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DPI Diary May 17

May 17, 2013

This edition of DPI Diary covers the two-week period from May 4 through May 17.

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Gainesville Health Fair was a hit

GiantColonThis year the Department of Agriculture and Consumer Services partnered with Shands Health Care and the University of Florida for the 2013 Health and Safety Fair. Employees were encouraged to attend and participate in the more than 50 medical screenings and educational displays at the Hilton Hotel and Convention Center in Gainesville. Attendees entered the hall by walking through a giant colon that graphically highlighted  polyps, cancers and other issues for which individuals should be screened. Members of the DPI staff manned displays and offered presentations that highlighted biting insects, poisonous plants, eating healthy “Fresh from Florida” food, apiary and dairy. Botanist Dr. Patti Anderson conducted a session on poisonous plants that included live specimens of poison ivy, poison oak and poison sumac.

Officials laud Coca-Cola plan to invest in Florida citrus industry

The announcement by Coca-Cola Co. that it will spend $2 billion to support the planting of 25,000 acres of new orange groves in Florida, represents a major investment in the Sunshine State’s citrus industry. Coca-Cola will buy fruit from two growers: Peace River Citrus Products in Vero Beach and Cutrale Citrus, one of Brazil’s top growers and juice processors. Cutrale Citrus’ entrance to Florida as a grower is significant, said Florida Agriculture Commissioner Adam Putnam. “The fact that one of the dominant Brazilian players will now have an ownership stake in actual production in Florida is a tremendous development,” Putnam said.

“Don’t Pack a Pest” Partners meet in Washington, D.C.

DeniseNRichardWhiteHouseDivision of Plant Industry Director Richard Gaskalla, Director of Public Information Denise Feiber and Public Information Specialist Ellen Dyck traveled to Washington, D.C. last week for a planning session with the agencies that are our partners in the Travelers “Don’t Pack a Pest” Program. The program encourages travelers to declare all agricultural items in their luggage. It is a joint effort of the Florida Department of Agriculture and Consumer Services (FDACS), USDA Animal and Plant Health Inspection Service (APHIS) and Department of Homeland Security Customs and Border Protection (CBP). The “Don’t Pack a Pest” message is delivered via signage at international airports and cruise ports, billboards along Florida highways and videos playing at 20 major airports and aboard American Airlines flights. Last year the program was adopted at two airports in Jamaica. This year the Dominican Republic agreed to join the partnership.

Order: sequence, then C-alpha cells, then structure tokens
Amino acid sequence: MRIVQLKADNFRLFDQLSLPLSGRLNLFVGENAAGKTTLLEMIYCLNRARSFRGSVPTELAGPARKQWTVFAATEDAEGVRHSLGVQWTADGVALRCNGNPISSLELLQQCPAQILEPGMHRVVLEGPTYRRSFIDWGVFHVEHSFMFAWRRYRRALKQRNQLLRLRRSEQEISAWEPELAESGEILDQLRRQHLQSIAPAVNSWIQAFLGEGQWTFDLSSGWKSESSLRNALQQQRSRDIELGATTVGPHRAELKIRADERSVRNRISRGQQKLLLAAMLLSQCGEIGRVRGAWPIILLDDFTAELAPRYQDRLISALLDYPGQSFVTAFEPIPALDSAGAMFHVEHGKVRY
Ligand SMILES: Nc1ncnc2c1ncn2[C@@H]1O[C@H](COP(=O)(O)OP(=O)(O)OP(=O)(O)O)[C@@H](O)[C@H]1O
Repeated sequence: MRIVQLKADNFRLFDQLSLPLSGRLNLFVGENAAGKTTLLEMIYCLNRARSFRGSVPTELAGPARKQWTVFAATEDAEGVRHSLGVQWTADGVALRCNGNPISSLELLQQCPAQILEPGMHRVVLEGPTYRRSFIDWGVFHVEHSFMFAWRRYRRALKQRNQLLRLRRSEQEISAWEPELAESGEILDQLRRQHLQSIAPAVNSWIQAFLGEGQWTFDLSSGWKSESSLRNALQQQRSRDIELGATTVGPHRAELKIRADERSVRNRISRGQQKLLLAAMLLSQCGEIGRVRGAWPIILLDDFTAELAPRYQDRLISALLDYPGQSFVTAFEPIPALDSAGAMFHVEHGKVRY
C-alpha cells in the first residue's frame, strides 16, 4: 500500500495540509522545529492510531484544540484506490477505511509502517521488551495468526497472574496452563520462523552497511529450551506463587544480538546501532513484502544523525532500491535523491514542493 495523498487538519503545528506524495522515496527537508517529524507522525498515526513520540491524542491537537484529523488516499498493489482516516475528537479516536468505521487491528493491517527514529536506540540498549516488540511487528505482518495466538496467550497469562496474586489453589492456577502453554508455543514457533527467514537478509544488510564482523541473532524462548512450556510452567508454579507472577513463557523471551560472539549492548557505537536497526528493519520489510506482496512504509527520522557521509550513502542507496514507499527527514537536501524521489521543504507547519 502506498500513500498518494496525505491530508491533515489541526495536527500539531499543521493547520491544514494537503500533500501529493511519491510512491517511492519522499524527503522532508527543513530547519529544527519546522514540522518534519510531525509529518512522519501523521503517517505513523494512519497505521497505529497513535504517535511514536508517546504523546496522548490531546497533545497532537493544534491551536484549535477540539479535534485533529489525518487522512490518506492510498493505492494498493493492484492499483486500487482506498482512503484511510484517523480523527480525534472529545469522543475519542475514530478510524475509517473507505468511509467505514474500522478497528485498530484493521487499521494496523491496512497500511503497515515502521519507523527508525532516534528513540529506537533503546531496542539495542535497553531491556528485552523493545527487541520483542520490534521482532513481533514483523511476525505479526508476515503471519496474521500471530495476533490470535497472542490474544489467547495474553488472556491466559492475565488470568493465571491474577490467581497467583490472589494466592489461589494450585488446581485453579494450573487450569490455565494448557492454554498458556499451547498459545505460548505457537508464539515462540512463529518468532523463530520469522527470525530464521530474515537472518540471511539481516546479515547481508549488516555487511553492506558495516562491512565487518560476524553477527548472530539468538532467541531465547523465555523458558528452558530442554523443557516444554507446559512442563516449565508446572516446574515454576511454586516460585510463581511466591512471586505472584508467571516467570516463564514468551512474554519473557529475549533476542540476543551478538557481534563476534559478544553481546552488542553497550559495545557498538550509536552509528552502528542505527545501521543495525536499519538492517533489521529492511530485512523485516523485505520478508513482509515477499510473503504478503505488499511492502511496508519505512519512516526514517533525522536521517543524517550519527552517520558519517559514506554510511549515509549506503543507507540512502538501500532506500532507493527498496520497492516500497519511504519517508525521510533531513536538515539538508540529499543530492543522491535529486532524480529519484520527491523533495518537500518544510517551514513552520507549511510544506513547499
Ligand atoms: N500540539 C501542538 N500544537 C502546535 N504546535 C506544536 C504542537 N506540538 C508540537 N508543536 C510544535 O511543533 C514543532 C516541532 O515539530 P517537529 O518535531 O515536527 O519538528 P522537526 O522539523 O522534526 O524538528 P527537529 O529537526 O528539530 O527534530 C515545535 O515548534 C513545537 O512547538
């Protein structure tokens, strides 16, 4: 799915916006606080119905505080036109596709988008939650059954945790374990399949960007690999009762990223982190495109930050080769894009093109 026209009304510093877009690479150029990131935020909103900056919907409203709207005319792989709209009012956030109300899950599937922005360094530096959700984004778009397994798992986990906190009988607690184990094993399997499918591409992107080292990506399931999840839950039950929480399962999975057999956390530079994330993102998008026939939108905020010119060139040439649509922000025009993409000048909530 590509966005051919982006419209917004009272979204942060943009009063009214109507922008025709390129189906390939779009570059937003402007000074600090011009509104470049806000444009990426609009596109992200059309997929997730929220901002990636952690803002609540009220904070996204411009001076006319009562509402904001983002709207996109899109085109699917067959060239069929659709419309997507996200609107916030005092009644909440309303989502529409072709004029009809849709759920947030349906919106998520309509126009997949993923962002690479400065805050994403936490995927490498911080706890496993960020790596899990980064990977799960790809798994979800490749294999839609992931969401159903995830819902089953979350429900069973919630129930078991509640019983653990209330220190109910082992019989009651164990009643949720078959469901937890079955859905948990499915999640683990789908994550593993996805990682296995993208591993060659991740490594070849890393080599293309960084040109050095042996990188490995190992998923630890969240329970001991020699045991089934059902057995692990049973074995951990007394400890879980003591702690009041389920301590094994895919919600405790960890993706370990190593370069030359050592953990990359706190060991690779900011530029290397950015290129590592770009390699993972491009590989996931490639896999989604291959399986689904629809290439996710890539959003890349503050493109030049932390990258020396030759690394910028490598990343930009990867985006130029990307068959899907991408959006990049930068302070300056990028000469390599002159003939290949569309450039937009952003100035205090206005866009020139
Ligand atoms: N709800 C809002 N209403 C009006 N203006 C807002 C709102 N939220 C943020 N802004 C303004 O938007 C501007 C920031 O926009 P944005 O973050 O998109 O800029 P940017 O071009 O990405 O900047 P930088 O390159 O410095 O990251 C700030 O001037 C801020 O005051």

Don’t eat the giant African land snail

photo (2)A Miami Herald reporter published a recipe for giant African land snail (GALS) stew from a restaurant in Opa-Locka that serves mainly Nigerian dishes. The restaurateur said her cafe used to serve the dish. Public radio/TV station WLRN published a story that quoted FDACS entomologist Paul E. Skelley, warning of the dangers — including the possibility of contracting meningitis — inherent in consumption of GALS and other snails from the wild. In that article, Skelley also pointed out that it is illegal to import the snails without a permit (and no permits have been issued) or to move GALS from one property to another. The FDACS/DPI GALS eradication team continues to stress: anyone who finds a snail they suspect could be a GALS should avoid handling it without gloves, do not come in contact with its slime, do not eat it, and immediately report it to the FDACS/DPI Helpline, 1-888-397-1517. Inspectors will respond to such calls.

Love Bugs are back

This week DPI social media warned Floridians of the beginning of love bug season and once again attempted to dispel a popular myth. The presence of love bugs here is not the result of an experiment-gone-wrong at the University of Florida. Nor were they a failed method of mosquito control, reared by the United States Department of Agriculture. No, they migrated from Central America into Texas, then spread east all along the Gulf Coast. Today, they can be found throughout Louisiana, Mississippi, Alabama, Florida, Georgia, and South Carolina. Look for he harmless but messy critters to be around until the end of May, then return in September.

Easy way to see FDACS/DPI social media posts

Here’s an easy way to follow us on Twitter, like us on Facebook and follow our division blog. Just go to the division website, http://www.freshfromflorida.com/pi/ look for the “Follow us on the Web” box in the right column, and click on any of the icons.

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